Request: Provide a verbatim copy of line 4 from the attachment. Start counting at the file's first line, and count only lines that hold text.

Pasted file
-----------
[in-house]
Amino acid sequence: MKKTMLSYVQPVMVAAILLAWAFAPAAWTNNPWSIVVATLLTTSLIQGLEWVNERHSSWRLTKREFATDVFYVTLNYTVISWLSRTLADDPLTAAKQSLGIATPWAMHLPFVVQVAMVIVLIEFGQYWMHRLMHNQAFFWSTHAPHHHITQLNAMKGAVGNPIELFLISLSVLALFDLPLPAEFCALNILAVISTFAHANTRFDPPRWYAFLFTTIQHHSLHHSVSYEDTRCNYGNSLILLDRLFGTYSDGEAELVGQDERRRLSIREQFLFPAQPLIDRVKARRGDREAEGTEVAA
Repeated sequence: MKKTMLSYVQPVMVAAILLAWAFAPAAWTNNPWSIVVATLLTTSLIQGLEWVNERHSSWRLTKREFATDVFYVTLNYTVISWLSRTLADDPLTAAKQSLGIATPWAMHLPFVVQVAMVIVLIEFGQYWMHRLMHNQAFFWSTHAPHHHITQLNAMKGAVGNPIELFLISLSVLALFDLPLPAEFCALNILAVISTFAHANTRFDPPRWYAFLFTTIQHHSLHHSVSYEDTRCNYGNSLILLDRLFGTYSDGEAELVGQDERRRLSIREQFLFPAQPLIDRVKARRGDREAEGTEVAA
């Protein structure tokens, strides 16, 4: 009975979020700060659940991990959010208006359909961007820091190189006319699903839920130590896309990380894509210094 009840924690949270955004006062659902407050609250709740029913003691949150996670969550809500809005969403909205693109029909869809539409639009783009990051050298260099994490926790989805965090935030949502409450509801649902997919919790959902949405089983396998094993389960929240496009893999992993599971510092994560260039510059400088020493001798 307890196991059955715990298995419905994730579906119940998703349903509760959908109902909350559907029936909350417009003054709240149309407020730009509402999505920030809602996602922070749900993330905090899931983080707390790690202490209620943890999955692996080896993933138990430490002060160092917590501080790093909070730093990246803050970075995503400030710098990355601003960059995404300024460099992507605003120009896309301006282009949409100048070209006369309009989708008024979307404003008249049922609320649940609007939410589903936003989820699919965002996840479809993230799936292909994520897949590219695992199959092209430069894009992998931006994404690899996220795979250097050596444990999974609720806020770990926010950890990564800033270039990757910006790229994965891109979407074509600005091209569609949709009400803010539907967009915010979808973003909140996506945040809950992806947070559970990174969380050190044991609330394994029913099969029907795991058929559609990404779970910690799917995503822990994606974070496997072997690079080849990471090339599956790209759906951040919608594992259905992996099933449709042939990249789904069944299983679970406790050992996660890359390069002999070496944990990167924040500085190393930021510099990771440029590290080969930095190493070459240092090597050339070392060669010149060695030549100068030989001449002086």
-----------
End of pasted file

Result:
């Protein structure tokens, strides 16, 4: 009975979020700060659940991990959010208006359909961007820091190189006319699903839920130590896309990380894509210094 009840924690949270955004006062659902407050609250709740029913003691949150996670969550809500809005969403909205693109029909869809539409639009783009990051050298260099994490926790989805965090935030949502409450509801649902997919919790959902949405089983396998094993389960929240496009893999992993599971510092994560260039510059400088020493001798 307890196991059955715990298995419905994730579906119940998703349903509760959908109902909350559907029936909350417009003054709240149309407020730009509402999505920030809602996602922070749900993330905090899931983080707390790690202490209620943890999955692996080896993933138990430490002060160092917590501080790093909070730093990246803050970075995503400030710098990355601003960059995404300024460099992507605003120009896309301006282009949409100048070209006369309009989708008024979307404003008249049922609320649940609007939410589903936003989820699919965002996840479809993230799936292909994520897949590219695992199959092209430069894009992998931006994404690899996220795979250097050596444990999974609720806020770990926010950890990564800033270039990757910006790229994965891109979407074509600005091209569609949709009400803010539907967009915010979808973003909140996506945040809950992806947070559970990174969380050190044991609330394994029913099969029907795991058929559609990404779970910690799917995503822990994606974070496997072997690079080849990471090339599956790209759906951040919608594992259905992996099933449709042939990249789904069944299983679970406790050992996660890359390069002999070496944990990167924040500085190393930021510099990771440029590290080969930095190493070459240092090597050339070392060669010149060695030549100068030989001449002086």